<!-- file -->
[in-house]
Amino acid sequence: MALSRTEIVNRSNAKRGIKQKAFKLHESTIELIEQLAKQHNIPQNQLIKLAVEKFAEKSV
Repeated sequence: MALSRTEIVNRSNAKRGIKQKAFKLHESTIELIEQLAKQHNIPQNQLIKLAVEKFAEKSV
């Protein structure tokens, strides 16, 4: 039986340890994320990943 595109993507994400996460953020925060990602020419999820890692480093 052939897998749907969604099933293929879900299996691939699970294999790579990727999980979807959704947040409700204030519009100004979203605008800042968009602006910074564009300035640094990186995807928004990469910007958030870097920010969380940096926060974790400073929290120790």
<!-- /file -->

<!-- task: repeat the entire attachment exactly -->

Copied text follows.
[in-house]
Amino acid sequence: MALSRTEIVNRSNAKRGIKQKAFKLHESTIELIEQLAKQHNIPQNQLIKLAVEKFAEKSV
Repeated sequence: MALSRTEIVNRSNAKRGIKQKAFKLHESTIELIEQLAKQHNIPQNQLIKLAVEKFAEKSV
């Protein structure tokens, strides 16, 4: 039986340890994320990943 595109993507994400996460953020925060990602020419999820890692480093 052939897998749907969604099933293929879900299996691939699970294999790579990727999980979807959704947040409700204030519009100004979203605008800042968009602006910074564009300035640094990186995807928004990469910007958030870097920010969380940096926060974790400073929290120790």